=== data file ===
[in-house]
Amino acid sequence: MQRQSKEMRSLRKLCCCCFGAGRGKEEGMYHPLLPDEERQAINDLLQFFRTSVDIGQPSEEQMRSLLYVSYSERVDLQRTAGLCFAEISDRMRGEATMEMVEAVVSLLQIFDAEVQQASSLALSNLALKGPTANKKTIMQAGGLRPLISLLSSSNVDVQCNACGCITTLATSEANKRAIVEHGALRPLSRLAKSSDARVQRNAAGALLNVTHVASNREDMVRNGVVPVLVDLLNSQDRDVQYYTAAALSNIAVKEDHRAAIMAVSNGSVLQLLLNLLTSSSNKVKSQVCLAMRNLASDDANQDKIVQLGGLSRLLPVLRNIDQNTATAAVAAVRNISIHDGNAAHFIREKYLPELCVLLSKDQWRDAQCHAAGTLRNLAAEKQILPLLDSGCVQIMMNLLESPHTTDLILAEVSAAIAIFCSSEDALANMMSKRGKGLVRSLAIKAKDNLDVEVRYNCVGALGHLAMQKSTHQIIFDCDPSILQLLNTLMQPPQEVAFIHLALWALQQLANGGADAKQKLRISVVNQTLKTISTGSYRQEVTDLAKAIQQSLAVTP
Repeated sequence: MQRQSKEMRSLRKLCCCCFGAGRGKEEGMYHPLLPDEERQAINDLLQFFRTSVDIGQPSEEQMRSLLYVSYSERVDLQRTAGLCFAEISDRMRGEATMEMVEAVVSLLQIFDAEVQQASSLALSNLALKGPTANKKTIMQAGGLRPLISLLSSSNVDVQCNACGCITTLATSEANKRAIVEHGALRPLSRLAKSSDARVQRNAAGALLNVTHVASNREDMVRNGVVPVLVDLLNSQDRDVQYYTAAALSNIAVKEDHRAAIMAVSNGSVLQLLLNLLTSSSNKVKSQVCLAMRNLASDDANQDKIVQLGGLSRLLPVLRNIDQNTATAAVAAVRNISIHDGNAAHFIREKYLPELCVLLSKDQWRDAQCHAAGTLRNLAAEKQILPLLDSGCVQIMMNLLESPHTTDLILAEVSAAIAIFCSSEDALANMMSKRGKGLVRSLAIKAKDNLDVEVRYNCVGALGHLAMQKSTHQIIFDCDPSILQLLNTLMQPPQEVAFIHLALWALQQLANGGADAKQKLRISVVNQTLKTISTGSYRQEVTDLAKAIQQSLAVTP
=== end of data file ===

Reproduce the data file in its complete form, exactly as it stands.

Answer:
[in-house]
Amino acid sequence: MQRQSKEMRSLRKLCCCCFGAGRGKEEGMYHPLLPDEERQAINDLLQFFRTSVDIGQPSEEQMRSLLYVSYSERVDLQRTAGLCFAEISDRMRGEATMEMVEAVVSLLQIFDAEVQQASSLALSNLALKGPTANKKTIMQAGGLRPLISLLSSSNVDVQCNACGCITTLATSEANKRAIVEHGALRPLSRLAKSSDARVQRNAAGALLNVTHVASNREDMVRNGVVPVLVDLLNSQDRDVQYYTAAALSNIAVKEDHRAAIMAVSNGSVLQLLLNLLTSSSNKVKSQVCLAMRNLASDDANQDKIVQLGGLSRLLPVLRNIDQNTATAAVAAVRNISIHDGNAAHFIREKYLPELCVLLSKDQWRDAQCHAAGTLRNLAAEKQILPLLDSGCVQIMMNLLESPHTTDLILAEVSAAIAIFCSSEDALANMMSKRGKGLVRSLAIKAKDNLDVEVRYNCVGALGHLAMQKSTHQIIFDCDPSILQLLNTLMQPPQEVAFIHLALWALQQLANGGADAKQKLRISVVNQTLKTISTGSYRQEVTDLAKAIQQSLAVTP
Repeated sequence: MQRQSKEMRSLRKLCCCCFGAGRGKEEGMYHPLLPDEERQAINDLLQFFRTSVDIGQPSEEQMRSLLYVSYSERVDLQRTAGLCFAEISDRMRGEATMEMVEAVVSLLQIFDAEVQQASSLALSNLALKGPTANKKTIMQAGGLRPLISLLSSSNVDVQCNACGCITTLATSEANKRAIVEHGALRPLSRLAKSSDARVQRNAAGALLNVTHVASNREDMVRNGVVPVLVDLLNSQDRDVQYYTAAALSNIAVKEDHRAAIMAVSNGSVLQLLLNLLTSSSNKVKSQVCLAMRNLASDDANQDKIVQLGGLSRLLPVLRNIDQNTATAAVAAVRNISIHDGNAAHFIREKYLPELCVLLSKDQWRDAQCHAAGTLRNLAAEKQILPLLDSGCVQIMMNLLESPHTTDLILAEVSAAIAIFCSSEDALANMMSKRGKGLVRSLAIKAKDNLDVEVRYNCVGALGHLAMQKSTHQIIFDCDPSILQLLNTLMQPPQEVAFIHLALWALQQLANGGADAKQKLRISVVNQTLKTISTGSYRQEVTDLAKAIQQSLAVTP